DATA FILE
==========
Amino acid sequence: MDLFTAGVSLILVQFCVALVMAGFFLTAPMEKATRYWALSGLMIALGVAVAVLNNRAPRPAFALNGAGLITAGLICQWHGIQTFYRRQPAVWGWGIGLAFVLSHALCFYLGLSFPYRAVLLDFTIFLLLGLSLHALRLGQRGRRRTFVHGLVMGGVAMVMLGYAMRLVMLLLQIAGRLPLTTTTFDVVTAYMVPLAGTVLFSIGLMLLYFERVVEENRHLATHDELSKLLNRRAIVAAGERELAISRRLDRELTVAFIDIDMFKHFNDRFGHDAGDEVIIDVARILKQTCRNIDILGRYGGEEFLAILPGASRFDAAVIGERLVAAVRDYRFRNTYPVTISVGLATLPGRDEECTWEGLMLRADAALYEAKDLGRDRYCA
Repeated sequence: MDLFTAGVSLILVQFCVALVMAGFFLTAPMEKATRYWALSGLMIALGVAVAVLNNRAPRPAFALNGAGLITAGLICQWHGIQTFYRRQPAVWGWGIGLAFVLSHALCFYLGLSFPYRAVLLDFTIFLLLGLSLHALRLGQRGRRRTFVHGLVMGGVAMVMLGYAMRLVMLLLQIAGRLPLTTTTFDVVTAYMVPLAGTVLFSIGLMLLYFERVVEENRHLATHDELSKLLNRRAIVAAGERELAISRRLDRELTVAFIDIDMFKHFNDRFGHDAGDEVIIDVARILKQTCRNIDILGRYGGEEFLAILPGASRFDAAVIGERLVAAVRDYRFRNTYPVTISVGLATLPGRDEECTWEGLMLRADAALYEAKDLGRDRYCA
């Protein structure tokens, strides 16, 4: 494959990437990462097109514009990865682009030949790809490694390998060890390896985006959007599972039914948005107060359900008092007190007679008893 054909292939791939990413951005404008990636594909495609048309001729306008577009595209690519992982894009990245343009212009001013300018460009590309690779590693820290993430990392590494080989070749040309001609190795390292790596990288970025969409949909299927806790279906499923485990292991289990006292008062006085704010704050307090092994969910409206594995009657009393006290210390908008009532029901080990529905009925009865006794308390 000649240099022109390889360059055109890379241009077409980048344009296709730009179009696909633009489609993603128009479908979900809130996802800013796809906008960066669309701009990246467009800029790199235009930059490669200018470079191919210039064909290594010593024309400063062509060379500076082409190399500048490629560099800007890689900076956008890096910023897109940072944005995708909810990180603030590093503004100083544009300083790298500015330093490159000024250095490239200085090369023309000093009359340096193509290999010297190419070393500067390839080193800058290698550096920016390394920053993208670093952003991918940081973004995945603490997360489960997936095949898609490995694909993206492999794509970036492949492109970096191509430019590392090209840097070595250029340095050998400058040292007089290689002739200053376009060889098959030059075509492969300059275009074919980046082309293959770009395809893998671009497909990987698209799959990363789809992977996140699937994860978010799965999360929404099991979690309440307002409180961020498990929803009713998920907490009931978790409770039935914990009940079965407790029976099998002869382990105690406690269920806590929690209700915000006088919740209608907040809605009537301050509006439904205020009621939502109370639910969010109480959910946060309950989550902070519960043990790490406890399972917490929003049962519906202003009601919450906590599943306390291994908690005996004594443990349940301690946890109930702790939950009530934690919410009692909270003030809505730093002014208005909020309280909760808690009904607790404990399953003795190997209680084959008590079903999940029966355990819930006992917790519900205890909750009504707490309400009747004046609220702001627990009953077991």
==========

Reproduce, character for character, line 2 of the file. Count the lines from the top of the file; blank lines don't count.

Repeated sequence: MDLFTAGVSLILVQFCVALVMAGFFLTAPMEKATRYWALSGLMIALGVAVAVLNNRAPRPAFALNGAGLITAGLICQWHGIQTFYRRQPAVWGWGIGLAFVLSHALCFYLGLSFPYRAVLLDFTIFLLLGLSLHALRLGQRGRRRTFVHGLVMGGVAMVMLGYAMRLVMLLLQIAGRLPLTTTTFDVVTAYMVPLAGTVLFSIGLMLLYFERVVEENRHLATHDELSKLLNRRAIVAAGERELAISRRLDRELTVAFIDIDMFKHFNDRFGHDAGDEVIIDVARILKQTCRNIDILGRYGGEEFLAILPGASRFDAAVIGERLVAAVRDYRFRNTYPVTISVGLATLPGRDEECTWEGLMLRADAALYEAKDLGRDRYCA